Celebrate the 4th of July With These Vintage Firework Ads!

It’s just not the 4th of July without fireworks so, here to help you get in the mood today, are some vintage, 20th century firework advertisements!  I think most of these are from the 50s and the 60s.

Have a safe and happy 4th of July!

New York 4th of July Parade, 1911

And, for those celebrating, please remember this safety tip: lay on ground, light fuse, get away!

Happy Independence Day!

Hi, everyone!

So, usually, whenever a holiday rolls around, Doc, the ennui-afflicted TSL Cat, writes a celebratory post.  Every year, I get people asking me how Doc, with his big paws and his lack of a formal education, can handle typing out a 500-word post.  And every year, I say the same thing: “Doc can do anything he puts his mind to!”

That said, I wanted to write today’s holiday post because I do have a very important message that I want to share with anyone who might be reading this.  I share this every year but, judging by the thunderous explosions and crackling bangs that kept me away last night, it needs to be said again.

First off, it’s great that you have fireworks but you know what?  You don’t need to shoot them off in your back yard!  GET OUT OF THE SUBURBS IF YOU’RE GOING TO SHOOT THOSE THINGS OFF!  Go out to the country and drink your beer and blow your hands off out there.  A few years ago, we actually had some drunken idiots who tried to shoot off fireworks in the middle of the street and it’s the closest I’ve ever come to calling the police on anyone.

Seriously, fireworks are fun and America’s great.  But neither one of those is an excuse for being a dick.

Secondly, remember that most animals aren’t going to be aware that today is Independence Day.  What we think of as being a celebration is going to sound like the end of the world to them.  Take care of your pets and make sure they’re safely inside tonight.  Doc’s probably going to spend tonight under my bed, as he often seems to do during the noisy holidays.  Fortunately, after about an hour, he forgets why he’s hiding and instead concentrates on trying to play tag whenever he sees my ankles.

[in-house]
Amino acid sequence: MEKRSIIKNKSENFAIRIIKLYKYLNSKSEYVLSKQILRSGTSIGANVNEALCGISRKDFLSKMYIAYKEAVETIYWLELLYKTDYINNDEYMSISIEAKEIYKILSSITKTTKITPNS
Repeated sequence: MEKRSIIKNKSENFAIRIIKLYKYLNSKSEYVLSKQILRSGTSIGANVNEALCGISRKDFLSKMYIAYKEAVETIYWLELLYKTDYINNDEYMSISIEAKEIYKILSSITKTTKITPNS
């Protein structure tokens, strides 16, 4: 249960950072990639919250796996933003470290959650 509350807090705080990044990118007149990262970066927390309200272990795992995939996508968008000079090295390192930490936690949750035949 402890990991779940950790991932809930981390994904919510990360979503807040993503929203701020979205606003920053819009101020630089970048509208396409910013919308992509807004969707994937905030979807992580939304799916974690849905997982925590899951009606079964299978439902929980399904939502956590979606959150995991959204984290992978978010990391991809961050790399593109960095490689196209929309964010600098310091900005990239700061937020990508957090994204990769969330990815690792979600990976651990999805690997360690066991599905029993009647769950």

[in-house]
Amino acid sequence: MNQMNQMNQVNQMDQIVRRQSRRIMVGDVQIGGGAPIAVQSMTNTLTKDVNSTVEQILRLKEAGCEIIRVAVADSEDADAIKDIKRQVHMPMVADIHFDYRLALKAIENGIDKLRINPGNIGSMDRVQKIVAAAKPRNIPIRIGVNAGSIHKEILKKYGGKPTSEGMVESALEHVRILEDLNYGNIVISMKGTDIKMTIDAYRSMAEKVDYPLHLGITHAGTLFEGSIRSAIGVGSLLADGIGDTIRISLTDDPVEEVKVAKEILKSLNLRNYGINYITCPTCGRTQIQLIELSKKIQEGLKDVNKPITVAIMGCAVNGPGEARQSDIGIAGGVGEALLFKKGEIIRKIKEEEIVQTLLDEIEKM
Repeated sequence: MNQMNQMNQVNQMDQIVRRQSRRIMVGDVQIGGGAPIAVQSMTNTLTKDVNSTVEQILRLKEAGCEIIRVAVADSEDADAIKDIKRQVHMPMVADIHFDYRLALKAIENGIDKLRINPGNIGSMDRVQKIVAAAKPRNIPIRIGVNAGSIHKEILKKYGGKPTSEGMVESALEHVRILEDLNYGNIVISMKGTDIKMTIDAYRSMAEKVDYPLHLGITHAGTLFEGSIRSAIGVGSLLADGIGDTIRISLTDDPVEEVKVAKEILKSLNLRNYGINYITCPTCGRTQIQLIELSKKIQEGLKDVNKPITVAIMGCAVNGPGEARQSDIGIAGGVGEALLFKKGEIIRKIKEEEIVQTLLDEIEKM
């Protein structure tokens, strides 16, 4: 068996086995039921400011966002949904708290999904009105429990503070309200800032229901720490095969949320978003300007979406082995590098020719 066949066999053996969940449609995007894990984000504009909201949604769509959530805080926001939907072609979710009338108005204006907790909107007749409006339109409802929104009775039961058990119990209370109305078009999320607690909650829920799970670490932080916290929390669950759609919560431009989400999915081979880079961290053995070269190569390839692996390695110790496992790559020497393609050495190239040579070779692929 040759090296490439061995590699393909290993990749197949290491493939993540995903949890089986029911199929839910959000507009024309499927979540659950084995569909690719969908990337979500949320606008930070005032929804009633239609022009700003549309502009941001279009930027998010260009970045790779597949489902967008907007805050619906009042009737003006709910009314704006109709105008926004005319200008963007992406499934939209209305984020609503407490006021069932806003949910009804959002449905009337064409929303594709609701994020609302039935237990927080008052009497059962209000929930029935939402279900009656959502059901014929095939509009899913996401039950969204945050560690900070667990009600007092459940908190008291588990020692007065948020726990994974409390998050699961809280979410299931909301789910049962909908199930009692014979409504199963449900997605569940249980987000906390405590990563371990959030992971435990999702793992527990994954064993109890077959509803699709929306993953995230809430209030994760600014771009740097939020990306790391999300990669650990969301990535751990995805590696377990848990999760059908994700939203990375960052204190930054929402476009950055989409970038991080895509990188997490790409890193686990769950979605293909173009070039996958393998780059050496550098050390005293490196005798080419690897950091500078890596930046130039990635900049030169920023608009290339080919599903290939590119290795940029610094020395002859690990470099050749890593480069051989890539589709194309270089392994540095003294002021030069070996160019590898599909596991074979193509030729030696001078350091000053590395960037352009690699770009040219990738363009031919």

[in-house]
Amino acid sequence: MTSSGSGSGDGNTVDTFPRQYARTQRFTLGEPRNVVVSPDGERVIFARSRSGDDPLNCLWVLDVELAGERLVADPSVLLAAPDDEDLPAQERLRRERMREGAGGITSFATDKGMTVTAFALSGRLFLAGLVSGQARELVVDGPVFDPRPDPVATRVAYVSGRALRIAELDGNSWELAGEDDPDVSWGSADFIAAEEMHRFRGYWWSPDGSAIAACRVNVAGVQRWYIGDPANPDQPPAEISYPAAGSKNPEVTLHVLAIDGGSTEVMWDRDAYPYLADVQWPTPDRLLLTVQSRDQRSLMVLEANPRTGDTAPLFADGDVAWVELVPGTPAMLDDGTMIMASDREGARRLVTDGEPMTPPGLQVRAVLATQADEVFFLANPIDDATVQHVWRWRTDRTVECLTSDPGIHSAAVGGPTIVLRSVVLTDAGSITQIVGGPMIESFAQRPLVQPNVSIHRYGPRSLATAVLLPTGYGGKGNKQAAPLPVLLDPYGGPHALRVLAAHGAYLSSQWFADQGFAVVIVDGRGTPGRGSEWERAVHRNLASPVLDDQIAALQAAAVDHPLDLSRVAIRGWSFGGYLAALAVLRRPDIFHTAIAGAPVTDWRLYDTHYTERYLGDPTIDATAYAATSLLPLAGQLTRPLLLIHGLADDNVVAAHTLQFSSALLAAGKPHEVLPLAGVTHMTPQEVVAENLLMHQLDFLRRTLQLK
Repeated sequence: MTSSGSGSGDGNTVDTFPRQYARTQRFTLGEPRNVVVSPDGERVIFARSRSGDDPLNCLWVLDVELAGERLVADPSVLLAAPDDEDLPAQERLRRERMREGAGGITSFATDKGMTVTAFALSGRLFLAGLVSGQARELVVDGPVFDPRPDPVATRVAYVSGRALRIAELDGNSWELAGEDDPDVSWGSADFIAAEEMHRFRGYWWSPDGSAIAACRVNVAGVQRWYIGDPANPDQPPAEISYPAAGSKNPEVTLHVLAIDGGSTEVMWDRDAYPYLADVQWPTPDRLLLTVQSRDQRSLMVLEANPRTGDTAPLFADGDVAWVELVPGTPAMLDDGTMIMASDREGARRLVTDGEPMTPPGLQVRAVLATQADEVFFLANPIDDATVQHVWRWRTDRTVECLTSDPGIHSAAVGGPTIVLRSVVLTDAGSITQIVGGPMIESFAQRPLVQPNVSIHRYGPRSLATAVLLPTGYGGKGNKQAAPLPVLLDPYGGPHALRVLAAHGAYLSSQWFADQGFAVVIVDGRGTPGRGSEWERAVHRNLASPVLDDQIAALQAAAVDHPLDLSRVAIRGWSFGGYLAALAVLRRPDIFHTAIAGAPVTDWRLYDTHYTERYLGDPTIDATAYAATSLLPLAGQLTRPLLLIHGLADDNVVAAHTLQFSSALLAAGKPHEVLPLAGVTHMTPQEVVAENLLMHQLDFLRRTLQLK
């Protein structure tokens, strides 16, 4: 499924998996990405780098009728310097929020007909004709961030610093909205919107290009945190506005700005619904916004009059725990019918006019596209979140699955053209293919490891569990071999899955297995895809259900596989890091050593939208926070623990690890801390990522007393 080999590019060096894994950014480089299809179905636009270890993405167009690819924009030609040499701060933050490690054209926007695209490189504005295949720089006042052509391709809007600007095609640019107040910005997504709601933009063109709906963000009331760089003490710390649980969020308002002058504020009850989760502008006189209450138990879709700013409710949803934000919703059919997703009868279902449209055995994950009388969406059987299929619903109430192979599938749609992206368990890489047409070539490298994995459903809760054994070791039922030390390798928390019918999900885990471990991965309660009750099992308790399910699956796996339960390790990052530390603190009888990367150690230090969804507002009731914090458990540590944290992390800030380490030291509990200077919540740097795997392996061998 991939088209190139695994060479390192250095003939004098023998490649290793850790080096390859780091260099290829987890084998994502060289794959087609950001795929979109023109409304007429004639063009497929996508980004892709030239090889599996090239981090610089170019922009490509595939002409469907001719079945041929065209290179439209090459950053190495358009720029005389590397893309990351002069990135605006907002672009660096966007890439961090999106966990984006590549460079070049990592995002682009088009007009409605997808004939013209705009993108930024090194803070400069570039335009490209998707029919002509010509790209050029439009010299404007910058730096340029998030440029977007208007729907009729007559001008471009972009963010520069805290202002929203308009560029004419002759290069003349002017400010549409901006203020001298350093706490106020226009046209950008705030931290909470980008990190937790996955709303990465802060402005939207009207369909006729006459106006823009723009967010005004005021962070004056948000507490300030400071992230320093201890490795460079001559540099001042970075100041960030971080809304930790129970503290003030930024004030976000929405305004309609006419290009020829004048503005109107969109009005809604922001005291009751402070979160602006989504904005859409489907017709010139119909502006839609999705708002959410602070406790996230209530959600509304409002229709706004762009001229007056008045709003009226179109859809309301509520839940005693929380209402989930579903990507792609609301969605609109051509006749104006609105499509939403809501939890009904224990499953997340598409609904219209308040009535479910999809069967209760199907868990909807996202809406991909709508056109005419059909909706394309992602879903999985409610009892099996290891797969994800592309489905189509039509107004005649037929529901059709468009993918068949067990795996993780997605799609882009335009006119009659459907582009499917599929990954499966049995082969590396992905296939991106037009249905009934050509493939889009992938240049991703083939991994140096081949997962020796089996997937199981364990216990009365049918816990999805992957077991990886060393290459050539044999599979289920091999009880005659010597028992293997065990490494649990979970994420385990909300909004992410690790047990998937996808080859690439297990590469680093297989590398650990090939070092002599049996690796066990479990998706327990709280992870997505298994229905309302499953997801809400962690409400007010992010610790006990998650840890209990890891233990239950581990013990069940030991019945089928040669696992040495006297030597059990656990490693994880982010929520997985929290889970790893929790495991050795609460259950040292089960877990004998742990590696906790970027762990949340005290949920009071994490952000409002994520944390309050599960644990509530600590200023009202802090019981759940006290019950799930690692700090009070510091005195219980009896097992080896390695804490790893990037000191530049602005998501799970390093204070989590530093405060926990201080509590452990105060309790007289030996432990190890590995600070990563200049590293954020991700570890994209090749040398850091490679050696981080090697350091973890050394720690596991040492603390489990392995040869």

Finally, the sounds of this holiday can bring back terrible memories for some people.  Please keep our veterans in mind before you try to make your neighborhood sound like a war zone.

So, I guess my 4th of July message is this: Be kind.  Be considerate.  Let’s be the best that we can be.

Happy 4th of July, everyone!

Get Ready For The 4th of July With These Vintage Postcards!

The 4th of July is only a few days away so to help you get in the mood, here are some vintage independence day postcards!  Some of these postcards are dated and some of them aren’t but they’re all from the early 20th century and they show that, even a century ago, people enjoyed fireworks on Independence Day.

Check out these patriot postcards:






The American Photography of Carol M. Highsmith

Ever since the 1980s, Carol M. Highsmith has been exploring America and taking photographs of what she finds.  Starting in 2009, Highsmith has been donating her life’s work of more than 100,000 images to the Library of Congress.  Highsmith’s photographs emphasizes the corners and parts of America that are in danger of disappearing in the face of progress and development.  By donating them royalty-free, Highsmith has provided people everywhere with the chance to see parts of America that they might not otherwise have the chance to experience.  As a photographer, she’s been a huge influence on my own work.

I first wrote about Carol Highsmith and her work in 2012.  This year, for the 4th of July, I’m going to share more of Highsmith’s American photography.  The first 10 pictures below were taken in Texas.  The rest were taken elsewhere.







TOMAHAWK Fights The War of Independence – in Comic Books!

cracked rear viewer

There weren’t very many comic-book heroes (super or otherwise) whose adventures took place during the Revolutionary War era. In fact, I can only think of one – DC’s Tomahawk, who made his four-color debut in Star-Spangled Comics #69 back in 1947. Tomahawk fought not only the British, but Indian co-conspirators in the pages of Star-Spangled and World’s Finest, getting his own book in 1950, which had a 140 issue run until folding in 1972.

Writer Ed France Herron and artist Fred Ray produced the bulk of Tomahawk’s tales, and being a comic book there were some sci-fi elements added during the 50’s, and campy super villains in the 60’s. Tomahawk even introduced America’s first superheroine Miss Liberty, a frontier nurse by day who fought alongside Tomahawk in 22 issues. In honor of the July 4th holiday, here’s a gallery of covers chronicling the thrilling stories of Tomahawk:

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